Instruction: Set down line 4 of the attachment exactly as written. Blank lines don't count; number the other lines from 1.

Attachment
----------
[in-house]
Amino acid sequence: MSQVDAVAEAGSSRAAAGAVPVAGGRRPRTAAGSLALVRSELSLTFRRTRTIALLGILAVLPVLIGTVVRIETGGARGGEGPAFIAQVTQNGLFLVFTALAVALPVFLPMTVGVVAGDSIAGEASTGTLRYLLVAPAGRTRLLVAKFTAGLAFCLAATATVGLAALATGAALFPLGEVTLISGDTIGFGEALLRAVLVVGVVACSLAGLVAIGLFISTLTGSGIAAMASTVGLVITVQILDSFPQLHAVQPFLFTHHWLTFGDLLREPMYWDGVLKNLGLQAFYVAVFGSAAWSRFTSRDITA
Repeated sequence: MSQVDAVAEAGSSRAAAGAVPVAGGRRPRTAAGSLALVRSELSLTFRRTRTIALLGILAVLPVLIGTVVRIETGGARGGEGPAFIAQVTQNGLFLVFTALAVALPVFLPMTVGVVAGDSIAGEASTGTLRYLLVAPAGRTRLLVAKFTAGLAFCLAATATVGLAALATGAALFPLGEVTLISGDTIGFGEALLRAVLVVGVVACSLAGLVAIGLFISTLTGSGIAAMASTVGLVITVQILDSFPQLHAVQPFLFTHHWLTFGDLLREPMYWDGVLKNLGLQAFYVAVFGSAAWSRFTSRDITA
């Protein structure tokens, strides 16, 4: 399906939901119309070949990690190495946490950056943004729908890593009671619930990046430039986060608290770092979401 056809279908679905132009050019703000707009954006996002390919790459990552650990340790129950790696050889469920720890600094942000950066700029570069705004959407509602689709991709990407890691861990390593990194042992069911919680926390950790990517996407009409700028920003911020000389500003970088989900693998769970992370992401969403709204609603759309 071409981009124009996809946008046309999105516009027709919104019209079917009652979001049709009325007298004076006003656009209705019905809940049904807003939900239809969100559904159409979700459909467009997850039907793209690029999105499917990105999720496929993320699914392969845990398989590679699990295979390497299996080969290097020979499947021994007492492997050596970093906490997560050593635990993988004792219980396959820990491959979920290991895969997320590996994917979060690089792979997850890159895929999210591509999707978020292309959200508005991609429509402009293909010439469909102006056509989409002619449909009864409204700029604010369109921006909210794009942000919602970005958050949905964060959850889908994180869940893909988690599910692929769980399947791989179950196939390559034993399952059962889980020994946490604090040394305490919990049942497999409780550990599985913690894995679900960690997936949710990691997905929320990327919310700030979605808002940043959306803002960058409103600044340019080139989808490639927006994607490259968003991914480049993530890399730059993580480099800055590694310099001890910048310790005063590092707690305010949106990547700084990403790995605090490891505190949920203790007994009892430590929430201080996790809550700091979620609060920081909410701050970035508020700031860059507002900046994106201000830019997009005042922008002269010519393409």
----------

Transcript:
């Protein structure tokens, strides 16, 4: 399906939901119309070949990690190495946490950056943004729908890593009671619930990046430039986060608290770092979401 056809279908679905132009050019703000707009954006996002390919790459990552650990340790129950790696050889469920720890600094942000950066700029570069705004959407509602689709991709990407890691861990390593990194042992069911919680926390950790990517996407009409700028920003911020000389500003970088989900693998769970992370992401969403709204609603759309 071409981009124009996809946008046309999105516009027709919104019209079917009652979001049709009325007298004076006003656009209705019905809940049904807003939900239809969100559904159409979700459909467009997850039907793209690029999105499917990105999720496929993320699914392969845990398989590679699990295979390497299996080969290097020979499947021994007492492997050596970093906490997560050593635990993988004792219980396959820990491959979920290991895969997320590996994917979060690089792979997850890159895929999210591509999707978020292309959200508005991609429509402009293909010439469909102006056509989409002619449909009864409204700029604010369109921006909210794009942000919602970005958050949905964060959850889908994180869940893909988690599910692929769980399947791989179950196939390559034993399952059962889980020994946490604090040394305490919990049942497999409780550990599985913690894995679900960690997936949710990691997905929320990327919310700030979605808002940043959306803002960058409103600044340019080139989808490639927006994607490259968003991914480049993530890399730059993580480099800055590694310099001890910048310790005063590092707690305010949106990547700084990403790995605090490891505190949920203790007994009892430590929430201080996790809550700091979620609060920081909410701050970035508020700031860059507002900046994106201000830019997009005042922008002269010519393409």